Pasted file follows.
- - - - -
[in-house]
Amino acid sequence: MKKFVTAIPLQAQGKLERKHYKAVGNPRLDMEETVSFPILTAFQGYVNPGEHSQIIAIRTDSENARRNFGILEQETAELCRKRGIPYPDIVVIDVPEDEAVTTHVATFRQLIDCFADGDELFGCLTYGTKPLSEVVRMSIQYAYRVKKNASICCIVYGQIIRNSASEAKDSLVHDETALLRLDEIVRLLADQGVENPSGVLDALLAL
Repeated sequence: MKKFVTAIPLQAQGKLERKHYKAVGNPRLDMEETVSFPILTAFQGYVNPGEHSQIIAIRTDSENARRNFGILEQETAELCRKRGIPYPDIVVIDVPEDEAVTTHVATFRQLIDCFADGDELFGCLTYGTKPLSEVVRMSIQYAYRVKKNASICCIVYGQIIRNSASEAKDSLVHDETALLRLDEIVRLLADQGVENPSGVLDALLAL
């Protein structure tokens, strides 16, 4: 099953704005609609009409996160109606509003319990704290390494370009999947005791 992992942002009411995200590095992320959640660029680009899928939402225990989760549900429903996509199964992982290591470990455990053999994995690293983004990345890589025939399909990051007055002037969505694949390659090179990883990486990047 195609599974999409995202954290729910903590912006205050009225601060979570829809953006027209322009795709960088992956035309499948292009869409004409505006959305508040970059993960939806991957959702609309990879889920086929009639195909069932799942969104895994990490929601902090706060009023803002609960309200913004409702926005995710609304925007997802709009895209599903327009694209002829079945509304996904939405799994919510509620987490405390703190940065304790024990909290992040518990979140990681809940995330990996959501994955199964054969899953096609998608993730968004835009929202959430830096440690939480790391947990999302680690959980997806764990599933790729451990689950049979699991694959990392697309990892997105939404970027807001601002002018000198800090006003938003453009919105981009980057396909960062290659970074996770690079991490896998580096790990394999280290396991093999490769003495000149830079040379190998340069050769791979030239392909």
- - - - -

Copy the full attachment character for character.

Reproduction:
[in-house]
Amino acid sequence: MKKFVTAIPLQAQGKLERKHYKAVGNPRLDMEETVSFPILTAFQGYVNPGEHSQIIAIRTDSENARRNFGILEQETAELCRKRGIPYPDIVVIDVPEDEAVTTHVATFRQLIDCFADGDELFGCLTYGTKPLSEVVRMSIQYAYRVKKNASICCIVYGQIIRNSASEAKDSLVHDETALLRLDEIVRLLADQGVENPSGVLDALLAL
Repeated sequence: MKKFVTAIPLQAQGKLERKHYKAVGNPRLDMEETVSFPILTAFQGYVNPGEHSQIIAIRTDSENARRNFGILEQETAELCRKRGIPYPDIVVIDVPEDEAVTTHVATFRQLIDCFADGDELFGCLTYGTKPLSEVVRMSIQYAYRVKKNASICCIVYGQIIRNSASEAKDSLVHDETALLRLDEIVRLLADQGVENPSGVLDALLAL
């Protein structure tokens, strides 16, 4: 099953704005609609009409996160109606509003319990704290390494370009999947005791 992992942002009411995200590095992320959640660029680009899928939402225990989760549900429903996509199964992982290591470990455990053999994995690293983004990345890589025939399909990051007055002037969505694949390659090179990883990486990047 195609599974999409995202954290729910903590912006205050009225601060979570829809953006027209322009795709960088992956035309499948292009869409004409505006959305508040970059993960939806991957959702609309990879889920086929009639195909069932799942969104895994990490929601902090706060009023803002609960309200913004409702926005995710609304925007997802709009895209599903327009694209002829079945509304996904939405799994919510509620987490405390703190940065304790024990909290992040518990979140990681809940995330990996959501994955199964054969899953096609998608993730968004835009929202959430830096440690939480790391947990999302680690959980997806764990599933790729451990689950049979699991694959990392697309990892997105939404970027807001601002002018000198800090006003938003453009919105981009980057396909960062290659970074996770690079991490896998580096790990394999280290396991093999490769003495000149830079040379190998340069050769791979030239392909």